Preschool Explorers: Tree Swallows, Butterflies, and Lily Pads at Cornelius Pond Woodlands

Reflections by Naturalist & Walk Leader Andrea Higgins
Photos courtesy of HCT Volunteer Photographer Gerry Beetham

We enjoyed another beautiful Cape Cod spring morning during our Preschool Explorer Adventure at the lovely 15-acre Cornelius Pond Woodlands. The group huddled around Mass Audubon’s colorful Paddlers Guide to New England Ponds and Rivers to discuss the birds, plants, and animals we may find while exploring the woodlands and meadows that surround Cornelius Pond. Explorers identified turtles, frogs, great blue herons, red-winged blackbirds, butterflies, muskrats, hawks, and snakes in the illustrations.

We set out on the pine needle-covered trail surrounded by lush foliage and undergrowth, first taking note of the poison ivy growing on the edges of the trail, and leaving it be for our deer, bunny, and bird friends. Trees with leaves shaped like dinosaur footprints and mittens caught our attention and we enjoyed practicing its name aloud, “sassafras”. The small, deep crimson-pink flowers of the sheep laurel were in bloom and each child took turns gently caressing the blossoms as they admired the colors and patterns with curious glances.

Pausing in silence, we listened for the sounds of the forest. A gentle breeze whispered through the new spring leaves. An ovenbird repeated its refrain from its forest perch, with black spots on its chest, a white ring around its eye, and a black and orange striped crown. I shared with my Explorers that this warbler gets its name from the shape of its nest, which resembles a pizza oven.

Our meander brought us to a meadow where tree swallows flitted about, their acrobatic flight pattern holding our attention captive as preschoolers and grandparents alike watched in awe. Iridescent blue feathers shown bright in the sunshine. Birds peaked their heads out of the nest boxes and seemed to be watching us as we admired them.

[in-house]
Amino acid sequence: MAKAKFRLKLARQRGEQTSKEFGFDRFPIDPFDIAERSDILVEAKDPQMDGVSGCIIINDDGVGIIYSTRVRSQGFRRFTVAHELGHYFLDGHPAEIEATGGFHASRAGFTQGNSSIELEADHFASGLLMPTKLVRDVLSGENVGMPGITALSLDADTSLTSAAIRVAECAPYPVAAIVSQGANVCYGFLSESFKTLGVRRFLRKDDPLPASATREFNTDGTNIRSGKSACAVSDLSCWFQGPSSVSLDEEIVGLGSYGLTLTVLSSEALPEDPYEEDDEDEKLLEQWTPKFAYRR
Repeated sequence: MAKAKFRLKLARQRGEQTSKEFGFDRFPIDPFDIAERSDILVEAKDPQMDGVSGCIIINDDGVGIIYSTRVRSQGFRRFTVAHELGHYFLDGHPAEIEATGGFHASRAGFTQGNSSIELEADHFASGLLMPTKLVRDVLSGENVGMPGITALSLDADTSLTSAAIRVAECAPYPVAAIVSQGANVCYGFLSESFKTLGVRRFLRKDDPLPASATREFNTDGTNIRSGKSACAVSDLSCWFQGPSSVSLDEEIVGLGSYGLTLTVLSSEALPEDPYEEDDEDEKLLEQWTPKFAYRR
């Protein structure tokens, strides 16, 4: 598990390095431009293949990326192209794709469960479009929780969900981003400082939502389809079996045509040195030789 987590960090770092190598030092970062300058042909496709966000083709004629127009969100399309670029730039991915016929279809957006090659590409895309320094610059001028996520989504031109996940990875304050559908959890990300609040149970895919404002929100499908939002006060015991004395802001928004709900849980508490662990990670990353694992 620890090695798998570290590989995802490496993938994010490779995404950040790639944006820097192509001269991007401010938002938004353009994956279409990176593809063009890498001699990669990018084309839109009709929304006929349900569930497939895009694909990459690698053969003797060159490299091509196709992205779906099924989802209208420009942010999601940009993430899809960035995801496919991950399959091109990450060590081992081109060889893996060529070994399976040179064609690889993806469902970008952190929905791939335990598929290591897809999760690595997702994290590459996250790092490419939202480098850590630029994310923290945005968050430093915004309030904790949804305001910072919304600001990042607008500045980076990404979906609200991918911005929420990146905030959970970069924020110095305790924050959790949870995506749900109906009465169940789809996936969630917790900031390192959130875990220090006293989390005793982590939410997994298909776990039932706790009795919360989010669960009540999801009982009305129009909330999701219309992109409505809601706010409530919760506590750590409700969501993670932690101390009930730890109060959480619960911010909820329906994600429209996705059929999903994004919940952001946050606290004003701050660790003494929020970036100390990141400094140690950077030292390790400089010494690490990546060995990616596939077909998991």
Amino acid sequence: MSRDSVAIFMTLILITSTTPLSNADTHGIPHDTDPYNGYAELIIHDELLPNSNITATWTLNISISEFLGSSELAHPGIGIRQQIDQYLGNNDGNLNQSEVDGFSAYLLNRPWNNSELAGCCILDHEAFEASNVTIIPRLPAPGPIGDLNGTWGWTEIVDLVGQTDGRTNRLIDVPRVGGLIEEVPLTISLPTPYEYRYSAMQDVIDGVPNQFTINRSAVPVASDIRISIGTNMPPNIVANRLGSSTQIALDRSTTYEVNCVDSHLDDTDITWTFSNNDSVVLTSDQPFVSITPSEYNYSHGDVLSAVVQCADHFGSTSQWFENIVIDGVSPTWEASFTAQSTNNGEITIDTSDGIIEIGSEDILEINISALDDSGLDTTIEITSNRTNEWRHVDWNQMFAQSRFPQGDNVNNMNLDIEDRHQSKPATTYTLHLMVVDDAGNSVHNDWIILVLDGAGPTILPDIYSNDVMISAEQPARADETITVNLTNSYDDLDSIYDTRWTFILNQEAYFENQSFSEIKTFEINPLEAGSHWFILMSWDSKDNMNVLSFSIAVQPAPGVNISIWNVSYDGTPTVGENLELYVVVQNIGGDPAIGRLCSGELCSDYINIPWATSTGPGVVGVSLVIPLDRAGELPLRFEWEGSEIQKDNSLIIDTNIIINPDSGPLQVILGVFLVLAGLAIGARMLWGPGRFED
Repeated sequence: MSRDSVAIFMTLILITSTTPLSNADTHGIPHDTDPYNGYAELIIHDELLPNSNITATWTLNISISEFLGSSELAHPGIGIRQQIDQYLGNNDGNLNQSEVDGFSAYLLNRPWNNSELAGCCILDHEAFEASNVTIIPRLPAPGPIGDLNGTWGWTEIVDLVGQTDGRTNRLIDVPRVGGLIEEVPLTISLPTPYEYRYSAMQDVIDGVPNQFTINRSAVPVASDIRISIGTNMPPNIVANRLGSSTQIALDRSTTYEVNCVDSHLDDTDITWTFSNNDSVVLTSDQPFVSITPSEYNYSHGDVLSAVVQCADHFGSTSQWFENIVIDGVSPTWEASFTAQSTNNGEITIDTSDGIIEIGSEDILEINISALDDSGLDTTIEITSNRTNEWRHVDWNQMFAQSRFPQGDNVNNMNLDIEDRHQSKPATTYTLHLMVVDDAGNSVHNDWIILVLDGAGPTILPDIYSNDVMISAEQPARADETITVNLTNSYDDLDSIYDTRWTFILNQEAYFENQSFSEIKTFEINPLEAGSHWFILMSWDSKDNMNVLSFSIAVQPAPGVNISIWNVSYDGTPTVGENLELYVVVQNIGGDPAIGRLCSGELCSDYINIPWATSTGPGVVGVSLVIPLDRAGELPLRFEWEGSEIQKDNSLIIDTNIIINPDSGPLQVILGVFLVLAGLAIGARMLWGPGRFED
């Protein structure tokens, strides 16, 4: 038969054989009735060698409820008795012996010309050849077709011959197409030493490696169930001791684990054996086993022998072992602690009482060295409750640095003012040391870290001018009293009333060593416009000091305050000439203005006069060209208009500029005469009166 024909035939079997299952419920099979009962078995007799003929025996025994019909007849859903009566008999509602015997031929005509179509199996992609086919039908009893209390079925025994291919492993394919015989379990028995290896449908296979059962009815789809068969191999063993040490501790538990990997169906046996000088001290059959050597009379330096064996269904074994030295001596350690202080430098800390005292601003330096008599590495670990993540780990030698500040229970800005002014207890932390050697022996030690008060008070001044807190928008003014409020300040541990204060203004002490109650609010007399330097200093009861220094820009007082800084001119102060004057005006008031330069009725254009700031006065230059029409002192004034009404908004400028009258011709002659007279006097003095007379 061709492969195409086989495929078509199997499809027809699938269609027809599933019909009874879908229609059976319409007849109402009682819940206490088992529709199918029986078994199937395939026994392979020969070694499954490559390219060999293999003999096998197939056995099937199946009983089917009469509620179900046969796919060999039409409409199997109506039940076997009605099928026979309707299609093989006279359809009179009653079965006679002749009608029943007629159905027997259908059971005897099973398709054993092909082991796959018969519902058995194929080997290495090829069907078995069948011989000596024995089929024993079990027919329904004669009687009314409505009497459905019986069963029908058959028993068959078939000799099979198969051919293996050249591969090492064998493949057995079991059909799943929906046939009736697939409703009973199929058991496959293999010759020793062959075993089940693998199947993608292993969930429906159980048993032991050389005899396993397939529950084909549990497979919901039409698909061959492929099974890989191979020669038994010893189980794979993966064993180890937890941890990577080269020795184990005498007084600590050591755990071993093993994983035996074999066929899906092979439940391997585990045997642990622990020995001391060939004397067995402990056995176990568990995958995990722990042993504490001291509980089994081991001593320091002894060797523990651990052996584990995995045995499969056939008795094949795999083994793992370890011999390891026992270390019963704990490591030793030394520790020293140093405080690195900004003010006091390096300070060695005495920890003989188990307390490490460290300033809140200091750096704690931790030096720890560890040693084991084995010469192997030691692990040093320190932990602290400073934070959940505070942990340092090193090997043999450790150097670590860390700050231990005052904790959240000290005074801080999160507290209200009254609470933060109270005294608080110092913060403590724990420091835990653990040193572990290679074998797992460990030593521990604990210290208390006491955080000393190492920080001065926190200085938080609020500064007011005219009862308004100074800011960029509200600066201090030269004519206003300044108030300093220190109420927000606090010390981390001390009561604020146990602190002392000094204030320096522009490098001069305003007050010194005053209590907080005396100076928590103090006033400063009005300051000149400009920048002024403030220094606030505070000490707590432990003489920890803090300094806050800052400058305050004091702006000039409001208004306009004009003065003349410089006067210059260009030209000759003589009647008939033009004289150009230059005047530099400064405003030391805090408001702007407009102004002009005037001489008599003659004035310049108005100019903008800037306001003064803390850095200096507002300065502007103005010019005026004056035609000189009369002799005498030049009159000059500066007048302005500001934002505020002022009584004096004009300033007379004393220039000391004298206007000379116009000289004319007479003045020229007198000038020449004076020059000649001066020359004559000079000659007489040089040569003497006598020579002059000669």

Butterflies delicately dancing between flowers in the meadow caught our attention next. We saw several little wood satyrs – tiny brownish butterflies with wings spanning just 1.5 inches, and yellow rimmed black eyespots decorating the outer edges.

Finding our way to a bench with a stunning view of the pond, we chatted about what we could see, hear, and smell as we looked out across the glistening waters of the lily pad covered waters. I read Pond Circle by Betsy Franco, a wonderful and rhythmic story with rich paintings that capture the bold beauty of nature. How wonderful this moment was, reading in the woods with HCT Explorers under the canopy of new spring green leaves, surrounded by gentle breezes and bird song.

While I had my audience captive, still sitting together on the bench with their caregivers, I shared Over and Under the Pond by Kate Messner. This fabulous book shares stories of the ponds and the animals that depend on them, including whirligig beetles, dragonflies, fish, turtles, red-winged blackbirds, osprey, otters, raccoons, mink, and more.

Our search saunter brought us to another bench down the path, where we shifted gears and pretended to go fishing with sticks that I distributed. As they sat on the bench with their “poles”, gazing across the pond, we made some more observations. Explorers and caregivers called out what they spotted, including, “Lily pads, a wood duck house, dragonflies, ripples on the water, different shades of blues, birds flying over the water, leaves of many shades of green, and pollen.”

Next up, I spread out a large blue mat for everyone to have a seat for our art project. I handed each young artist a large sheet of white construction paper, a cup with washable blue paint, and a sponge brush to design ponds. I passed out glue for Explorers to attach green construction paper cutouts shaped like lily pads and yellow tissue paper to make lilies. When the designs were completed, each preschooler had their own version of Claude Monet’s “Water Lilies” to take home.

Once our art supplies were put away, our Explorers pretended the blue mat was a pond. They took turns swimming and jumping into the imaginary waters below.

We enjoyed the company of a few more wood satyr butterflies as they danced around us on our walk back towards the trailhead, artwork in hand and smiles on our faces.

Another wonderful Tuesday morning! I am already looking forward to our next adventure. See you next week.

Happy Exploring.


Ms. Andrea